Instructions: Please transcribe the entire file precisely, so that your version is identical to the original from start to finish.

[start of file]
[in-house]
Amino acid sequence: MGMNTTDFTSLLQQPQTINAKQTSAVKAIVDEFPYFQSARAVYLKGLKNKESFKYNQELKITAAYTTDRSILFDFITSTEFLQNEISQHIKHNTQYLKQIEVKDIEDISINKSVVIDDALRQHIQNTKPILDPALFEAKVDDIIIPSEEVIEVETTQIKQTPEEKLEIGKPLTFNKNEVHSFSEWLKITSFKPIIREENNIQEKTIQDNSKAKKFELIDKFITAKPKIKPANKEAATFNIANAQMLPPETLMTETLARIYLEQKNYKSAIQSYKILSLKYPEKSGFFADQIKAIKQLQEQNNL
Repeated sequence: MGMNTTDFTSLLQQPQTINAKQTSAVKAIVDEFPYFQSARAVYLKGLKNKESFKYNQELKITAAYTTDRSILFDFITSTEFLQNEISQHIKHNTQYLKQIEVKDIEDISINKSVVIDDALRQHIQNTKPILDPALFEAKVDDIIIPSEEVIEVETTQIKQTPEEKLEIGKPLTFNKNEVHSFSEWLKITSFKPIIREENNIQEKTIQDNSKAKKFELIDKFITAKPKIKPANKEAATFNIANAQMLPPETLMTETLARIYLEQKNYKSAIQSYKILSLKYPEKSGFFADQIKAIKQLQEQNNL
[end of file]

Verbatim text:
[in-house]
Amino acid sequence: MGMNTTDFTSLLQQPQTINAKQTSAVKAIVDEFPYFQSARAVYLKGLKNKESFKYNQELKITAAYTTDRSILFDFITSTEFLQNEISQHIKHNTQYLKQIEVKDIEDISINKSVVIDDALRQHIQNTKPILDPALFEAKVDDIIIPSEEVIEVETTQIKQTPEEKLEIGKPLTFNKNEVHSFSEWLKITSFKPIIREENNIQEKTIQDNSKAKKFELIDKFITAKPKIKPANKEAATFNIANAQMLPPETLMTETLARIYLEQKNYKSAIQSYKILSLKYPEKSGFFADQIKAIKQLQEQNNL
Repeated sequence: MGMNTTDFTSLLQQPQTINAKQTSAVKAIVDEFPYFQSARAVYLKGLKNKESFKYNQELKITAAYTTDRSILFDFITSTEFLQNEISQHIKHNTQYLKQIEVKDIEDISINKSVVIDDALRQHIQNTKPILDPALFEAKVDDIIIPSEEVIEVETTQIKQTPEEKLEIGKPLTFNKNEVHSFSEWLKITSFKPIIREENNIQEKTIQDNSKAKKFELIDKFITAKPKIKPANKEAATFNIANAQMLPPETLMTETLARIYLEQKNYKSAIQSYKILSLKYPEKSGFFADQIKAIKQLQEQNNL